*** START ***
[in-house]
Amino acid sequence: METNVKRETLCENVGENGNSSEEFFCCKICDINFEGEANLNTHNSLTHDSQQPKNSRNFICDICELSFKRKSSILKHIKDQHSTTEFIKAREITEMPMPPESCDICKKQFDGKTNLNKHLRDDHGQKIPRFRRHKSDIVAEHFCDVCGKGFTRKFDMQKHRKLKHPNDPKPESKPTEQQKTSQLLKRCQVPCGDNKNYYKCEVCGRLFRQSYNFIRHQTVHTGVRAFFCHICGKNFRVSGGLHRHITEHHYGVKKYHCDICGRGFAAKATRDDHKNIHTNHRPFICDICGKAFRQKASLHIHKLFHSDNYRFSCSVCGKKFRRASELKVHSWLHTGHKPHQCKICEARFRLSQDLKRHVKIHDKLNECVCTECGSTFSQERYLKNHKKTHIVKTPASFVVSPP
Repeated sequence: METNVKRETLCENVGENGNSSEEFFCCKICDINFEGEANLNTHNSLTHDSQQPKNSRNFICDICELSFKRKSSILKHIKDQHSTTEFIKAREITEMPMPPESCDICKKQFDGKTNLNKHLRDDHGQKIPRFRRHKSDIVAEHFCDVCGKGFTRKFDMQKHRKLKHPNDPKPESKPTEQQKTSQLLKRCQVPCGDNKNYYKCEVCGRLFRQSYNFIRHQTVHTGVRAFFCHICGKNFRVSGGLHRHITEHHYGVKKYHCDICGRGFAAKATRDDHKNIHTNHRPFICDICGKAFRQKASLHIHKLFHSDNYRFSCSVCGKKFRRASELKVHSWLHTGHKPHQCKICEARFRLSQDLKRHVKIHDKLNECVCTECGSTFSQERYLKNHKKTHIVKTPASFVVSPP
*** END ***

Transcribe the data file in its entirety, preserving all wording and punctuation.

[in-house]
Amino acid sequence: METNVKRETLCENVGENGNSSEEFFCCKICDINFEGEANLNTHNSLTHDSQQPKNSRNFICDICELSFKRKSSILKHIKDQHSTTEFIKAREITEMPMPPESCDICKKQFDGKTNLNKHLRDDHGQKIPRFRRHKSDIVAEHFCDVCGKGFTRKFDMQKHRKLKHPNDPKPESKPTEQQKTSQLLKRCQVPCGDNKNYYKCEVCGRLFRQSYNFIRHQTVHTGVRAFFCHICGKNFRVSGGLHRHITEHHYGVKKYHCDICGRGFAAKATRDDHKNIHTNHRPFICDICGKAFRQKASLHIHKLFHSDNYRFSCSVCGKKFRRASELKVHSWLHTGHKPHQCKICEARFRLSQDLKRHVKIHDKLNECVCTECGSTFSQERYLKNHKKTHIVKTPASFVVSPP
Repeated sequence: METNVKRETLCENVGENGNSSEEFFCCKICDINFEGEANLNTHNSLTHDSQQPKNSRNFICDICELSFKRKSSILKHIKDQHSTTEFIKAREITEMPMPPESCDICKKQFDGKTNLNKHLRDDHGQKIPRFRRHKSDIVAEHFCDVCGKGFTRKFDMQKHRKLKHPNDPKPESKPTEQQKTSQLLKRCQVPCGDNKNYYKCEVCGRLFRQSYNFIRHQTVHTGVRAFFCHICGKNFRVSGGLHRHITEHHYGVKKYHCDICGRGFAAKATRDDHKNIHTNHRPFICDICGKAFRQKASLHIHKLFHSDNYRFSCSVCGKKFRRASELKVHSWLHTGHKPHQCKICEARFRLSQDLKRHVKIHDKLNECVCTECGSTFSQERYLKNHKKTHIVKTPASFVVSPP